Two Pacific Northwest tribes on Oct. 14 called for removal of three hydroelectric dams on the lower Columbia River to boost salmon populations and help feed struggling orcas.
Representatives of Lummi and Yakama nations made the argument for removing The Dalles, John Day and Bonneville dams on Indigenous Peoples Day, standing on the bank of Lake Celilo, near where Celilo Falls once roared and teemed with salmon.
Jay Julius, chairman of the Lummi Nation, and JoDe Goudy, chairman of the Confederated Tribes and Bands of the Yakama Nation, held a press conference Oct. 14 near where the cultural heart of Native American life in the Northwest once thrived. Celilo Falls was the first of a series of waterfalls and rapids that stretched about 12 miles along the lower Columbia River. It was one of the world's most productive salmon fisheries for some 11,000 years, until it was submerged in 1957 after the construction of The Dalles Dam.
"The tribe never consented to the construction of the lower Columbia River dams," Goudy said. "On behalf of the Yakama Nation and those things that cannot speak for themselves, I call on the United States to reject the doctrine of Christian discovery and immediately remove the Bonneville Dam, Dalles Dam and John Day Dam."
The three dams are among the 31 hydro facilities that make up the Federal Columbia River Power System. The trio have total generating capacity of 5,250 MW, and their locks help facilitate the passage of 50 million tons of foreign trade, mostly agricultural goods from farms in the Intermountain West, at a value of over $24 billion annually, according to the Columbia River Steamship Operators Association and the Pacific Northwest Waterways Association.
"We have great respect for the Yakama and Lummi nations and for Indigenous Peoples Day, but we believe that the lower Columbia River dams are a critical carbon free resource in our fight against the climate crisis that threatens the health and well-being of the entire Northwest," Northwest RiverPartners said in a statement emailed to Water Power West.
BPA invests hundreds of millions of dollars annually in salmon recovery programs in the Columbia Basin and operates one of the largest species recovery programs in the nation. The federal agency said in a statement emailed to Water Power West that it remains "focused on continuing our work with our many partners throughout the region to address the environmental, economic and cultural issues within the Columbia River Basin."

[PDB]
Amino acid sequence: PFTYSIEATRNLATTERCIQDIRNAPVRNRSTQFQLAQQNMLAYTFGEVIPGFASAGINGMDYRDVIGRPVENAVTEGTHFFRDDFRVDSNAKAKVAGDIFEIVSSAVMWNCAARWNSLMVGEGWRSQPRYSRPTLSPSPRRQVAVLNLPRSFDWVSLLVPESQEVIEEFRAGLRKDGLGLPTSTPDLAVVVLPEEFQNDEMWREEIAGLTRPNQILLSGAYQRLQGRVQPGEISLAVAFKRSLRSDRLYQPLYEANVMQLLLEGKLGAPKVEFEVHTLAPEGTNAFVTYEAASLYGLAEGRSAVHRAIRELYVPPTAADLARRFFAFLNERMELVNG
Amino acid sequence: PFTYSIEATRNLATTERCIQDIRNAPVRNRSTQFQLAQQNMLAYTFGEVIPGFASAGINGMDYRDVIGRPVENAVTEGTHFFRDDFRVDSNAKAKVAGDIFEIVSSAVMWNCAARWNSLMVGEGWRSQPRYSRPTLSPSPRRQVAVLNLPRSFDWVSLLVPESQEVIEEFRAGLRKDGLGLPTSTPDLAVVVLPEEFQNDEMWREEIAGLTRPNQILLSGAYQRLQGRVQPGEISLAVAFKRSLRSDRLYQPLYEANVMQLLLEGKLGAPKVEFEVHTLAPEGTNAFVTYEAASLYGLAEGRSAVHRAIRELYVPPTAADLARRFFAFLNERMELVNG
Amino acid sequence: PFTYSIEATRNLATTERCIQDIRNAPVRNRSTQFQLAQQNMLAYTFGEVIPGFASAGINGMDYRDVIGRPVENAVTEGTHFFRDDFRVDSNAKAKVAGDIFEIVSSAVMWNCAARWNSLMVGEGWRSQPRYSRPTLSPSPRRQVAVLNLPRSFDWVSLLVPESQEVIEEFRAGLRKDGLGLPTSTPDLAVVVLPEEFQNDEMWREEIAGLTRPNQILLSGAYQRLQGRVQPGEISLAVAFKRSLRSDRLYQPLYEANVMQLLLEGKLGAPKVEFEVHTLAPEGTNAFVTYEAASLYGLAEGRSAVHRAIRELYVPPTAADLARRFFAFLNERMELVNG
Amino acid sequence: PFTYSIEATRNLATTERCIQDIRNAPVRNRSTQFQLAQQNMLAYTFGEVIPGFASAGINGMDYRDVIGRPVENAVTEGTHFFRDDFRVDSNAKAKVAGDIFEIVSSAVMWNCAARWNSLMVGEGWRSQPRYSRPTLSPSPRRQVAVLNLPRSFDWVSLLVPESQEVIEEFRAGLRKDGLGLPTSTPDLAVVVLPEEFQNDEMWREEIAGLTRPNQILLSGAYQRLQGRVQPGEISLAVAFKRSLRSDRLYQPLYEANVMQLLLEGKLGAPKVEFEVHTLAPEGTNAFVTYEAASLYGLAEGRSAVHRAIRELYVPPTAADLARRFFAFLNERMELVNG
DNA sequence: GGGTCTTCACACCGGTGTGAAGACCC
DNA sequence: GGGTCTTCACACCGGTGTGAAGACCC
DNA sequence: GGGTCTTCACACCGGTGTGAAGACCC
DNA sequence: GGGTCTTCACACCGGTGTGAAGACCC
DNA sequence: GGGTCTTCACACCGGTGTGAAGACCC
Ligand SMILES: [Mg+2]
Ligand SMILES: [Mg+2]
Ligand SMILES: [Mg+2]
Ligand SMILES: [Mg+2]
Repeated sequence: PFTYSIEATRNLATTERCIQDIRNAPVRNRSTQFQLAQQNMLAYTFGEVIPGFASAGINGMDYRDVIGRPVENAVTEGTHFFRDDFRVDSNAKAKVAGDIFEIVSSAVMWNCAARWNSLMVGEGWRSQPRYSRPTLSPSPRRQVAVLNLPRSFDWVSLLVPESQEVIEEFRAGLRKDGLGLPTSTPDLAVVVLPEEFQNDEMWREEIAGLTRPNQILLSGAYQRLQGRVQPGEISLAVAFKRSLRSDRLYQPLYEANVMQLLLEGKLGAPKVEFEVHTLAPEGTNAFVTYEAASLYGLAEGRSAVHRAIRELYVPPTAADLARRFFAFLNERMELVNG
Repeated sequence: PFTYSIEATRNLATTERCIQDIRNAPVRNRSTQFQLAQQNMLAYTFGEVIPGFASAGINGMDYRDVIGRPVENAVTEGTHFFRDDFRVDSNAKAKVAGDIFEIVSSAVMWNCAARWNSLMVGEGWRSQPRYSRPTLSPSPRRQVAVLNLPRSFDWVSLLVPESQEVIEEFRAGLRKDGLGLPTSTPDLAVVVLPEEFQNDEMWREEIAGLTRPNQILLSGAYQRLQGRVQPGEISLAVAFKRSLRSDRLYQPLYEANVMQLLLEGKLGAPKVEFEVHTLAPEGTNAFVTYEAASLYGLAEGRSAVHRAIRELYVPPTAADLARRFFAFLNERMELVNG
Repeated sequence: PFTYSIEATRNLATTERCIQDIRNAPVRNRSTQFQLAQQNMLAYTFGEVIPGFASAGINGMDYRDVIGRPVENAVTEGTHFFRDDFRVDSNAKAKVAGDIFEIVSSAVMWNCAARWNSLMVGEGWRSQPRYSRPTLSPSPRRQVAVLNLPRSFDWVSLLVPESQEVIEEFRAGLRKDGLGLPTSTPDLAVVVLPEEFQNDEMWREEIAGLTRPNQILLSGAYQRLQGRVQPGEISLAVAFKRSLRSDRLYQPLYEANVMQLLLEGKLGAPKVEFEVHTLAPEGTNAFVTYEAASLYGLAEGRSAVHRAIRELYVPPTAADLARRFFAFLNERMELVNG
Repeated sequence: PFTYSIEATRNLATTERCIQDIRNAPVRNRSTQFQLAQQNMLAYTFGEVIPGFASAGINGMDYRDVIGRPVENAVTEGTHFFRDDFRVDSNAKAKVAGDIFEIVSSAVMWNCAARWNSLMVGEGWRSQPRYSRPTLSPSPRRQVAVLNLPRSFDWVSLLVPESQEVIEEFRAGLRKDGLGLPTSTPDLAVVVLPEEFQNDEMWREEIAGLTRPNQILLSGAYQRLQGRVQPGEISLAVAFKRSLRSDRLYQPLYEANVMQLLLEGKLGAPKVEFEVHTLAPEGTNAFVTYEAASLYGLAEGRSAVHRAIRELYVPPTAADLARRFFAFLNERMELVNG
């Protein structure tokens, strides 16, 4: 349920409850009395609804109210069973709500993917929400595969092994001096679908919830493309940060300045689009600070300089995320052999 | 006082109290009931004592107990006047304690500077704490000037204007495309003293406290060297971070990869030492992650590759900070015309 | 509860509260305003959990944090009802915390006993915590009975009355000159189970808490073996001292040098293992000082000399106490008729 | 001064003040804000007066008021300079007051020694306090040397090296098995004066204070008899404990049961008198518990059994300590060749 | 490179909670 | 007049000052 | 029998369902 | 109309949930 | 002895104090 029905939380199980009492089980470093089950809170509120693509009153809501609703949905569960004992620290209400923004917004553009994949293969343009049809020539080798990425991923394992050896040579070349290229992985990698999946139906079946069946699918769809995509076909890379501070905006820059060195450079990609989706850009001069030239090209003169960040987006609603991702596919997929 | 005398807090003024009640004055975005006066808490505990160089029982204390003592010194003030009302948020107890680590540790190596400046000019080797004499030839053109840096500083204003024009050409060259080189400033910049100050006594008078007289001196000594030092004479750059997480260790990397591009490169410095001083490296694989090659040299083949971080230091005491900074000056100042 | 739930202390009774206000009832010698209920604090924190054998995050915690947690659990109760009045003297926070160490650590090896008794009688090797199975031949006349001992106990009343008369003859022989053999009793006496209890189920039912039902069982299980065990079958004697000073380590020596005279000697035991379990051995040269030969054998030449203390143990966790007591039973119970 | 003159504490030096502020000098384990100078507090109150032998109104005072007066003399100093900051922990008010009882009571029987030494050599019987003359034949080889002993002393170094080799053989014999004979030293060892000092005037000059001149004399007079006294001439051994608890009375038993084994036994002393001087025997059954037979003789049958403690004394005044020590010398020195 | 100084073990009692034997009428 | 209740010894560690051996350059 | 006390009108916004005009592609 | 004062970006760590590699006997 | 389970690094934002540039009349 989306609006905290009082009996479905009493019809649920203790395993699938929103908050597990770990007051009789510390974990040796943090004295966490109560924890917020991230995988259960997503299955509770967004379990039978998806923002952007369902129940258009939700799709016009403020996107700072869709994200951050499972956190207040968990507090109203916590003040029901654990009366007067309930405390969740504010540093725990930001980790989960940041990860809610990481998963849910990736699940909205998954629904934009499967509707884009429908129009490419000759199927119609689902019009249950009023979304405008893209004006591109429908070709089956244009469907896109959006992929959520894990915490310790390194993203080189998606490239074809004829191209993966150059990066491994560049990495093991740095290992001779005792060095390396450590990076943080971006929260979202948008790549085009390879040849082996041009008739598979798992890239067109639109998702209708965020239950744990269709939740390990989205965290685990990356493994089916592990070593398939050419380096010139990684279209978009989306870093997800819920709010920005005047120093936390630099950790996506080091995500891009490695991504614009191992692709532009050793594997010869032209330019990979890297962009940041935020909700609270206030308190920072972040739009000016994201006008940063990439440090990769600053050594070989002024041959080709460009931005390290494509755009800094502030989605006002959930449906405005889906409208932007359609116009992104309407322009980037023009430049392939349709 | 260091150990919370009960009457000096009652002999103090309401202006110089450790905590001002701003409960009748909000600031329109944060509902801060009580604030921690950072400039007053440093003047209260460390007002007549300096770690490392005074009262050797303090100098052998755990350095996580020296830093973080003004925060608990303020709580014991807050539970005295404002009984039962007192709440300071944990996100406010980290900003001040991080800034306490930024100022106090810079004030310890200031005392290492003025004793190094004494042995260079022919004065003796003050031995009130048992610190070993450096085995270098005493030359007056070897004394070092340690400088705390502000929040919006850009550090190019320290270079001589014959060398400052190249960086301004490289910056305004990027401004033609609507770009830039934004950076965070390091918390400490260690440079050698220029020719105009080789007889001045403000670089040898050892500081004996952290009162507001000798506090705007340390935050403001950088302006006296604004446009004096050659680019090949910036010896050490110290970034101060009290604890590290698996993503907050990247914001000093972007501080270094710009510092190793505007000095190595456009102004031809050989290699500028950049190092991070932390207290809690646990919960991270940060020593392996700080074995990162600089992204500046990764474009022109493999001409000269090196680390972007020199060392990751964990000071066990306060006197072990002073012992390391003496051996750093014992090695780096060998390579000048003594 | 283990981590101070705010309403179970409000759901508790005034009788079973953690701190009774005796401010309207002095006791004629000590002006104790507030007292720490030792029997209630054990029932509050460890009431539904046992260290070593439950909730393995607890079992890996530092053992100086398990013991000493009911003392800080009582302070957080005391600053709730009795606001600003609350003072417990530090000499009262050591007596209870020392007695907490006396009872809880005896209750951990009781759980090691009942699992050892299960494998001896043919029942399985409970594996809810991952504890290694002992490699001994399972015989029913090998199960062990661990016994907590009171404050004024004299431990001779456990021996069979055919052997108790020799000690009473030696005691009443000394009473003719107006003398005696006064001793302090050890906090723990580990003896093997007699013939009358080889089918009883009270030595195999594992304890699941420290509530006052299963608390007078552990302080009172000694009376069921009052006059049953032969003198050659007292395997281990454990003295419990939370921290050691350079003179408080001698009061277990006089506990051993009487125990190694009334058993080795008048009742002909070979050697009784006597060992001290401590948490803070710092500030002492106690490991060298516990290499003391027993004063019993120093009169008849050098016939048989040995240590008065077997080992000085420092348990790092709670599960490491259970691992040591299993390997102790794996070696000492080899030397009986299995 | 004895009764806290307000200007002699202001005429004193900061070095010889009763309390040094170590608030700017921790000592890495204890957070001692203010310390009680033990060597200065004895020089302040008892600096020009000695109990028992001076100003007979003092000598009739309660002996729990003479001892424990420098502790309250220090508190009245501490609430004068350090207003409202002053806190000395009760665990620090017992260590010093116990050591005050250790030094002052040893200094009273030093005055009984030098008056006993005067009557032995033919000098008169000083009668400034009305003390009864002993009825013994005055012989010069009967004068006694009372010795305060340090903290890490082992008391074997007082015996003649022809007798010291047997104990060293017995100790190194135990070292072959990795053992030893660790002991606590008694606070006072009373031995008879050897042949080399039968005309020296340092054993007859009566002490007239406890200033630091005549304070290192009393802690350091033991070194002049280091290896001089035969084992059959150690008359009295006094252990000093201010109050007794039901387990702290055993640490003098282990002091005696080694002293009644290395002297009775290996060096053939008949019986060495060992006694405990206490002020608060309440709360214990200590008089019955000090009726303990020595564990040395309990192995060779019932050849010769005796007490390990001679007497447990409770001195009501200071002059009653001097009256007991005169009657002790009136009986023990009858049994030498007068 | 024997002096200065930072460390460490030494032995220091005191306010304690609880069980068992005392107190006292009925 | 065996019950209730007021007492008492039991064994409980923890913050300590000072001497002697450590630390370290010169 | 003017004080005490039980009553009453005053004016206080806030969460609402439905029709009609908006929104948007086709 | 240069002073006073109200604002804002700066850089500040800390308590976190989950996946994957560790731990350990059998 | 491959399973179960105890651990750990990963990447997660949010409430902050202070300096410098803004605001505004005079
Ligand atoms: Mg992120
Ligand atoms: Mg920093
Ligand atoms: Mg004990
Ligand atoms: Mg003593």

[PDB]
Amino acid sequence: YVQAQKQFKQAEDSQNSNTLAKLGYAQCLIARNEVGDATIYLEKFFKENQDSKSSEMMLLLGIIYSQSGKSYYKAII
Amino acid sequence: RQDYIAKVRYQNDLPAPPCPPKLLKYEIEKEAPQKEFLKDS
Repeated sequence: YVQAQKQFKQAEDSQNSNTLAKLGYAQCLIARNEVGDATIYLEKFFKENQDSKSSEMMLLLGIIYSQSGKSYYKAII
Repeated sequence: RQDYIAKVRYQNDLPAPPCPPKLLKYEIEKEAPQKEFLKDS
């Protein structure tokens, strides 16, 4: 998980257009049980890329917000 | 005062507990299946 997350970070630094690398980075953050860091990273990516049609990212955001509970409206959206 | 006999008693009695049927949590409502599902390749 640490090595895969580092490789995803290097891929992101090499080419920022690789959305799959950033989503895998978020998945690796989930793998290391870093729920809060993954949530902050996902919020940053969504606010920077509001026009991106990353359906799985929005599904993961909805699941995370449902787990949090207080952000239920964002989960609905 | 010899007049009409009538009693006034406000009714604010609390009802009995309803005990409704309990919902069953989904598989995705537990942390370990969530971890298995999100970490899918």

The basin once produced an estimated 10 million to 16 million salmon per year, but the runs are now down to about 1 million salmon per year, the tribes said in a news release.
The call to remove the dams was applauded by at least one environmental group in the region. Columbia Riverkeeper said it "stands in solidarity with Yakama and Lummi nations" and "its vision for a free-flowing lower Columbia River."
Dam removal is a complex issue that will require intense analysis and must ensure solutions for clean and reliable electricity and transportation, Brett VandenHeuvel, executive director of Columbia Riverkeeper, said in a statement.
"In the decades ahead, I'm confident we can replace the dams with truly clean energy, transport cargo to ocean ports, and save salmon runs from extinction," VandenHeuvel said. "What about flood control? The three lower Columbia dams are 'run-of-the-river' dams and do not provide significant flood control, unlike large storage dams in British Columbia."
Repowering the Pacific Northwest with wind, solar and battery storage will create local jobs for decades, VandenHeuvel said.
"This transition will take time, and it's smart to start planning today," he added. "It may have been heresy to say this 40 years ago, but hydropower is not clean energy. It is destroying salmon runs, orcas, and cultures that depend on salmon. And it's not cheap anymore; wind and solar are becoming more affordable than electricity from dams. In this age of extinction and climate change, we must take bold action."
In addition to the three dams on the Columbia River, environmental and clean-energy advocates have also at various times lobbied for removal of four lower Snake River dams, closing the Columbia Generating Station, and ceasing use of natural gas-fired power generation in the region. Those calls would eliminate about 16,000 MW from the region's 32,000 MW generating capacity, according to the Northwest Power and Conservation Council.
Removing the three lower Columbia River dams, along with the four lower Snake River dams, would require an act of Congress